Says Kate Bosworth while talking about her role as Barbara Barga in British show SS-GB.
Kate Bosworth, the American actress, who is best known for her roles in Superman Returns, Still Alice, and Straw Dogs, talks about her character in the British show SS-GB. The period drama provides an alternate timeline of 1941 United Kingdom, which has lost to the Nazi Germany in the Battle of Britain. Kate opens up about the genre, her character Barbara Barga, and more...
What drew you to this project?
SS-GB is unique. It is entertaining, but it’s also riveting. The sense of “what if this had happened? what would you have done?” is gripping. We know the history; we know that type of tragedy, but what if history had taken a slight turn?
Can you take us through your character, Barbara?
I play Barbara Barga, an American journalist who works for the New York Times. It is set in 1941 where the British have lost the Battle of Britain. The Nazis have taken over most of England, and Barbara has been sent over by the paper to cover the story. It’s a little bit ambiguous as to what side of the line she stands. This project is mysterious in that we are left wondering what every character’s motivation is exactly. That mystery means she’s a little bit of a femme fatale from the 1940s. She’s been a really interesting, enjoyable character to play.
How did you go about your research for Barbara?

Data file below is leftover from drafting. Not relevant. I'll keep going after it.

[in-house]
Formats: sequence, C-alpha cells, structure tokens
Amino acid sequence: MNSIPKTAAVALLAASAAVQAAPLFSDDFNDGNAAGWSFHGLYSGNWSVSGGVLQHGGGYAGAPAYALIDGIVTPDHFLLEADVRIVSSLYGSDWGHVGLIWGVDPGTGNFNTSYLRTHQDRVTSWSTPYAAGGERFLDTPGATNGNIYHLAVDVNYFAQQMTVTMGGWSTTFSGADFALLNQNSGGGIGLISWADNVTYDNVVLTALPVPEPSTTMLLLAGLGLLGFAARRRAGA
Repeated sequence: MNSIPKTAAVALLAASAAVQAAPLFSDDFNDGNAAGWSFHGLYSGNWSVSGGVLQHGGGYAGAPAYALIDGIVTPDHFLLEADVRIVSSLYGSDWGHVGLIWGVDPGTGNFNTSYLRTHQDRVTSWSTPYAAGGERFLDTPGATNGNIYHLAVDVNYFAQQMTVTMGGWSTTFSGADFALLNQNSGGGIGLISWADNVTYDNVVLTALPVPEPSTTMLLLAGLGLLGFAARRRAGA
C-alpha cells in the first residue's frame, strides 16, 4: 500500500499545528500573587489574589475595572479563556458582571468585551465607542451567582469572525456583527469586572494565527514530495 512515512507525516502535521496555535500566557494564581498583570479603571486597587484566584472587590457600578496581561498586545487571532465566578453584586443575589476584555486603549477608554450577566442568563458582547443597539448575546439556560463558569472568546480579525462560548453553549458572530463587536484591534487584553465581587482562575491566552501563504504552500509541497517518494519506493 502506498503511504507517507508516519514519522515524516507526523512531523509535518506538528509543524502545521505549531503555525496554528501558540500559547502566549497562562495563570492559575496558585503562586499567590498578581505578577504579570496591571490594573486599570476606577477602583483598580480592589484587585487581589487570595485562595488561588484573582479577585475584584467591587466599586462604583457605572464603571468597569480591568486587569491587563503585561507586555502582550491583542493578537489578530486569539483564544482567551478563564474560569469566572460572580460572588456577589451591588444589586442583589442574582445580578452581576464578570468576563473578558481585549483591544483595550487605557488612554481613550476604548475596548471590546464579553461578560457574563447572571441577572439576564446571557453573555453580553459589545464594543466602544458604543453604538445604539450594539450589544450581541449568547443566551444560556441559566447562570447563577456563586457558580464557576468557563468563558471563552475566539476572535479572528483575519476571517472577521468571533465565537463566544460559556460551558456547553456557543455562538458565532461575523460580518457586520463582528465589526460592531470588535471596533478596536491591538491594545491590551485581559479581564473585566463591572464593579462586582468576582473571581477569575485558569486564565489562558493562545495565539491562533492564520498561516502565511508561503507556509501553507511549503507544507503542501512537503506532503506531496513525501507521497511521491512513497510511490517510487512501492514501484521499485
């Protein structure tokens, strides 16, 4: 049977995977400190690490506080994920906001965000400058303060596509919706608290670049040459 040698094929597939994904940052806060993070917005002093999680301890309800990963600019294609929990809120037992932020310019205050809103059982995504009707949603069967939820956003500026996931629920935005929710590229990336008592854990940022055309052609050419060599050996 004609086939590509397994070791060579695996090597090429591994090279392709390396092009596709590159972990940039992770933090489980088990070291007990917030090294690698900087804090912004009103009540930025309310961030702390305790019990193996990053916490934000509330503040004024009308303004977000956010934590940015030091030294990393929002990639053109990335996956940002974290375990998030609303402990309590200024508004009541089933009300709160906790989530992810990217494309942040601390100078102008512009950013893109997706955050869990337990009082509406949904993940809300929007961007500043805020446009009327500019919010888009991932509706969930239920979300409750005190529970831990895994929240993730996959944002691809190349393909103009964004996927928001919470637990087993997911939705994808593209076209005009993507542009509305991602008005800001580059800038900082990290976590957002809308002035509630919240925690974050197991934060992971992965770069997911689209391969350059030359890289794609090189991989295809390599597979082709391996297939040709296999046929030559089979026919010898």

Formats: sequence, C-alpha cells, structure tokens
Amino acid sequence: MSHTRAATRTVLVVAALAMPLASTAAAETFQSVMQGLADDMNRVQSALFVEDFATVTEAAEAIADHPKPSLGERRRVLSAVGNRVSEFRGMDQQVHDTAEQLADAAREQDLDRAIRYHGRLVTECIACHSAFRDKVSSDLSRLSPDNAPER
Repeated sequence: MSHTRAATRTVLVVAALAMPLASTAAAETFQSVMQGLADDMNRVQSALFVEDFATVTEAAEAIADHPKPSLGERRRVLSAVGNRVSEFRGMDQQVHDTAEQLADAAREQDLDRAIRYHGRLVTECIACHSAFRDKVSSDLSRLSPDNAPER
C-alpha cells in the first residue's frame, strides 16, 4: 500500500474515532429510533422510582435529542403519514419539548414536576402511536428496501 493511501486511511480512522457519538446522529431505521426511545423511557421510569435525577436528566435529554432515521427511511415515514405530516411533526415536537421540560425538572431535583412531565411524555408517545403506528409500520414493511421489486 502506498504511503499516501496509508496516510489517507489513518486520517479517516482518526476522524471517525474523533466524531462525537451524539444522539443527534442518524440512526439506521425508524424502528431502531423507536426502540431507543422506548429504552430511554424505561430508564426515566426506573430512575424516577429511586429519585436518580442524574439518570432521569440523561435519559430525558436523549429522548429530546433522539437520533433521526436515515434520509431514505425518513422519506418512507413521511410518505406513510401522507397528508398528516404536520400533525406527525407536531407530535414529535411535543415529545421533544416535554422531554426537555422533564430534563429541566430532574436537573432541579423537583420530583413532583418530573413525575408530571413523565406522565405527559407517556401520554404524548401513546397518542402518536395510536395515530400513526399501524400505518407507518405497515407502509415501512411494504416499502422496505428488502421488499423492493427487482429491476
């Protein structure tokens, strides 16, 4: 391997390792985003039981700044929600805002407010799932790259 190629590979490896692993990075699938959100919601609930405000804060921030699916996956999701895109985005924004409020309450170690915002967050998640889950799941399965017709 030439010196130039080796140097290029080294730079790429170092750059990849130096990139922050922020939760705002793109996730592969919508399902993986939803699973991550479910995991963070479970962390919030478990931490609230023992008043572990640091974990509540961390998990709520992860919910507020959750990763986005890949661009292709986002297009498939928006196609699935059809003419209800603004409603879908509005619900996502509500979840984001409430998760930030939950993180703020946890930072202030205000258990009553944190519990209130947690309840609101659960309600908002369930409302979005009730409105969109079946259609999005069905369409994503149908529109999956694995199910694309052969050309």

She’s essentially like a leading lady from the 1940s. So I watched a lot of those films starring actresses like Lauren Bacall. I wanted to be inspired by that, but I didn’t want to do a caricature of the time. What is wonderful about having those leading ladies’ performances is that we can watch and learn from them. But I also wanted her to be rooted in a deep sense of humanity and modernism that was important to the piece as well.
Were you intrigued by the ‘alternate history’, too?
Yes. I’m drawn to pieces that are rooted in history and those “what if?” scenarios. Those are interesting to people because it does feel like something one can imagine happening. We have this tragic history of the Second World War. So the idea of “what if the Nazis had won and infiltrated London? what would that have been like?” is fascinating. Whenever you have scenarios like this that are rooted in reality, it’s intriguing to people and terrifying as well. I liken it to a bullet whizzing by. You think, “how would that have played out?
How did you find it acting opposite Sam Riley?
It’s been a delight. I’ve always been a fan of his work since I saw him in Control many years ago, and I have wanted to work with him for some time. Sam is such a sweet, hardworking, wonderful person and actor. I love being in scenes with him. It’s one of those relationships where it has been effortless in creating the characters’ dynamic.
What was it like working with the director, Philipp Kadelbach?
Pieces often come down to the director and his or her vision. The moment I met Philipp, I realised he is very straightforward and direct, which I appreciate. He knows exactly what he wants, and he communicates it quite frankly. He is just wonderful.
(SS-GB airs every Thursday at 10 PM on Zee Café)